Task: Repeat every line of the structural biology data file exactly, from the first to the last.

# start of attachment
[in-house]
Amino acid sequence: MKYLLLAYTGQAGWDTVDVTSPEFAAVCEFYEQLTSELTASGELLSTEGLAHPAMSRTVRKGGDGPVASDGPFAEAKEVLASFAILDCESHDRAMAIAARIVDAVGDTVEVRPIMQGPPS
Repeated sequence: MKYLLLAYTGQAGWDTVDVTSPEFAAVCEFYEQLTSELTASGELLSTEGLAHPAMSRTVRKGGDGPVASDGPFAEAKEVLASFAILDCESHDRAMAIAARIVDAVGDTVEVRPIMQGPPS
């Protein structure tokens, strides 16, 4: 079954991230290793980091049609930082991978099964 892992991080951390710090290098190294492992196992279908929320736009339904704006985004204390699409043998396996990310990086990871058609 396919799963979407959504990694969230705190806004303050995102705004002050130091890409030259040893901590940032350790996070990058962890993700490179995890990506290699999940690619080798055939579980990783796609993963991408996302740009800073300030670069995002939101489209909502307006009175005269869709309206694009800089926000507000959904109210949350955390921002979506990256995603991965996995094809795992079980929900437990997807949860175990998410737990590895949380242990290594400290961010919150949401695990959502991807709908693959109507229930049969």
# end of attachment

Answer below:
[in-house]
Amino acid sequence: MKYLLLAYTGQAGWDTVDVTSPEFAAVCEFYEQLTSELTASGELLSTEGLAHPAMSRTVRKGGDGPVASDGPFAEAKEVLASFAILDCESHDRAMAIAARIVDAVGDTVEVRPIMQGPPS
Repeated sequence: MKYLLLAYTGQAGWDTVDVTSPEFAAVCEFYEQLTSELTASGELLSTEGLAHPAMSRTVRKGGDGPVASDGPFAEAKEVLASFAILDCESHDRAMAIAARIVDAVGDTVEVRPIMQGPPS
């Protein structure tokens, strides 16, 4: 079954991230290793980091049609930082991978099964 892992991080951390710090290098190294492992196992279908929320736009339904704006985004204390699409043998396996990310990086990871058609 396919799963979407959504990694969230705190806004303050995102705004002050130091890409030259040893901590940032350790996070990058962890993700490179995890990506290699999940690619080798055939579980990783796609993963991408996302740009800073300030670069995002939101489209909502307006009175005269869709309206694009800089926000507000959904109210949350955390921002979506990256995603991965996995094809795992079980929900437990997807949860175990998410737990590895949380242990290594400290961010919150949401695990959502991807709908693959109507229930049969």